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# About vectors

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### #1belfegor  Crossbones+   -  Reputation: 2817

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Posted 16 May 2012 - 01:43 PM

This article is not clear enough so i have to ask.

1. A vector of length 1 is "unit" vector? Normalized vector right?
I can find an angle between these kind of vectors by :
angle = acos( A dot B)

Even if it is larger then 90 degrees?

2.
Some definition of acos i don't understand:

Return value:
Principal arc cosine of x, in the interval [0,pi] radians.

What is "interval" word mean? Range?

Thanks for your time.

Sponsor:

### #2belfegor  Crossbones+   -  Reputation: 2817

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Posted 16 May 2012 - 02:10 PM

My mistake..

Edited by belfegor, 16 May 2012 - 02:12 PM.

### #3frob  Moderators   -  Reputation: 33342

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Posted 16 May 2012 - 02:22 PM

These fall into the "if you have to ask, you probably aren't ready" category.

You are asking about some fairly fundamental math definitions.

1a) Correct. A unit vector has unit magnitude, yes. That is length of 1.
1b) Normalizing a vector means to give it unit magnitude. Note that a normalized vector is very different than a normal vector.
1c) Correct.

2a) Mathematically an interval is a section of the number line. The one described is a closed interval including zero and pi.
2b) A range is the map of a domain, or in other words, the output possibilities of a function given certain input. The range is not necessarily an interval. A range can have zero or more intervals; some functions have zero intervals, others have infinitely many intervals for output.

It is very difficult to succeed in 3D programming without completing mathematics classes up through linear algebra. 3D graphics is simply an application of linear algebra. Many people attempt to struggle through and teach themselves a few minimal maths to hobble through, but few of them actually succeed without careful study of the math.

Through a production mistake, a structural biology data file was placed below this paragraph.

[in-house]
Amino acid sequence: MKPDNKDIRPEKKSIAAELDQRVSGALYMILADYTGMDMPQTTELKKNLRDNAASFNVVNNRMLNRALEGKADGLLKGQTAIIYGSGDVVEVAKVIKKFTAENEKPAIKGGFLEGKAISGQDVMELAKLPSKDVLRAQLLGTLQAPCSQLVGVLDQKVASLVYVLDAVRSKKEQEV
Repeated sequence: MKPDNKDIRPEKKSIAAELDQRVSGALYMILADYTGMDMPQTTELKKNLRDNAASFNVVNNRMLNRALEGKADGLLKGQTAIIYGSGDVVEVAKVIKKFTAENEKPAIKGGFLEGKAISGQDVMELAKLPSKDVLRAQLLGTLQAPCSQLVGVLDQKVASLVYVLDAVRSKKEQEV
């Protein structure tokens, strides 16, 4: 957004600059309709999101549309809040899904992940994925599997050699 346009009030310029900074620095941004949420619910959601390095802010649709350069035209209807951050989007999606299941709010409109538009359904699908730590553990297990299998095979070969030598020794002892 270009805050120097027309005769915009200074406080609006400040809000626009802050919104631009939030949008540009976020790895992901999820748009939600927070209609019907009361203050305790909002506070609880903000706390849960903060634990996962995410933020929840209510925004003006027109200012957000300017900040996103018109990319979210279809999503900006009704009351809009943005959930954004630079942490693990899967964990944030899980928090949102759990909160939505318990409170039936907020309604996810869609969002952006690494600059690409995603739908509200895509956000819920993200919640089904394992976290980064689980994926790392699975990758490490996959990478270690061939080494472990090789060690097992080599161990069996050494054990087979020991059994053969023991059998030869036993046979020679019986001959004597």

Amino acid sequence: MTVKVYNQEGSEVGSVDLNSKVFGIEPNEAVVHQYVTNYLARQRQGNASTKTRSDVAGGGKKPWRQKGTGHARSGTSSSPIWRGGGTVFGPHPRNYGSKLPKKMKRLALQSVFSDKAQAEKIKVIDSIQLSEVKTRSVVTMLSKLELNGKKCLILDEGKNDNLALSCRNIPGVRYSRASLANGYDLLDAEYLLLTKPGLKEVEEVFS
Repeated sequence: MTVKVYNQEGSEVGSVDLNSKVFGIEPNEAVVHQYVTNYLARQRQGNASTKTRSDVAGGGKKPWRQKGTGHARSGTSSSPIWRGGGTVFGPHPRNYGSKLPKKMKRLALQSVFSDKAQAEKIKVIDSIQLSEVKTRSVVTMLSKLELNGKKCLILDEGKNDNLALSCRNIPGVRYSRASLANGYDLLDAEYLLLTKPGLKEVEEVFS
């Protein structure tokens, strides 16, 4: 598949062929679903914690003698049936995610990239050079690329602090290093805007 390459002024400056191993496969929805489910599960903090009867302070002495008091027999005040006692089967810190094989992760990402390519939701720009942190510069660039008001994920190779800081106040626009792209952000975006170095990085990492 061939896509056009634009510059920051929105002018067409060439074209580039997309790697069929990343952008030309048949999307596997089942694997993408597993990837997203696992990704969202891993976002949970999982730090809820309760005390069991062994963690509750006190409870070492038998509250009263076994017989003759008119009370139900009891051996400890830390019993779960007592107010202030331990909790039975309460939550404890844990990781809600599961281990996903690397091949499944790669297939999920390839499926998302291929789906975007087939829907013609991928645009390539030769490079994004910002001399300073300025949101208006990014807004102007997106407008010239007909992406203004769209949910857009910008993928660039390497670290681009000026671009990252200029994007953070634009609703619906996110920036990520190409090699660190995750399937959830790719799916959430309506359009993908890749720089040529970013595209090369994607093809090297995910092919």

If you are struggling with basic trigonometry like cosines you probably ought to either wait until you have had more math classes in school, or get some time with a math tutor who can tutor you through trig, algebra, basic calculus, and linear algebra.

Check out my book, Game Development with Unity, aimed at beginners who want to build fun games fast.

Also check out my personal website at bryanwagstaff.com, where I occasionally write about assorted stuff.

### #4KymikoLoco  Members   -  Reputation: 195

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Posted 16 May 2012 - 02:33 PM

First of all, you already had a post where I posted this exact article. Continuing the discussion instead of hopping to another is preferable, because people can have more context.

frob has it right, more fundamental math classes in your future can only help you at this point.

EDIT:
Talked about context, just to ignore it myself. Woo.

Edited by KymikoLoco, 16 May 2012 - 04:35 PM.

### #5belfegor  Crossbones+   -  Reputation: 2817

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Posted 16 May 2012 - 02:41 PM

If you are struggling with basic trigonometry like cosines you probably ought to either wait until you have had more math classes in school, or get some time with a math tutor who can tutor you through trig, algebra, basic calculus, and linear algebra.

This is just my hobby and i missed this from school. Idiot. My best option is to find some online reference that is basic enough for me to understand and hopefully it isn't buried inside tons of "irrelevant text", at least for "basic" gamedev as i am not going to build my own physics engine or inventing new stuff, i just need the basics.
If you know some free resource that you think it suits me please share. Thanks.

### #6Álvaro  Crossbones+   -  Reputation: 17464

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Posted 16 May 2012 - 03:07 PM

First of all, you already had a post where I posted this exact article. Continuing the discussion instead of hopping to another is preferable, because people can have more context.

angle = acos( A dot B)

No.

Well, once you remove all the context in your quote, the answer became "no". But if you read the sentence just before the formula, you'll see that ||A||=||B||=1 in his case.

To the OP: The thing with the interval is a matter of naming conventions, but this one is very standard and you should get used to it. "The interval [0,pi]" means "the set of real numbers x such that 0<=x and x<=pi". They have to say this about the meaning of arc cosine because the cosine is not an injective function, so there are many numbers that are the arc cosine of a given number, and you have to pick one of them. Picking one between 0 and pi seems like the choice the matches the traditional intuitive notion of angle.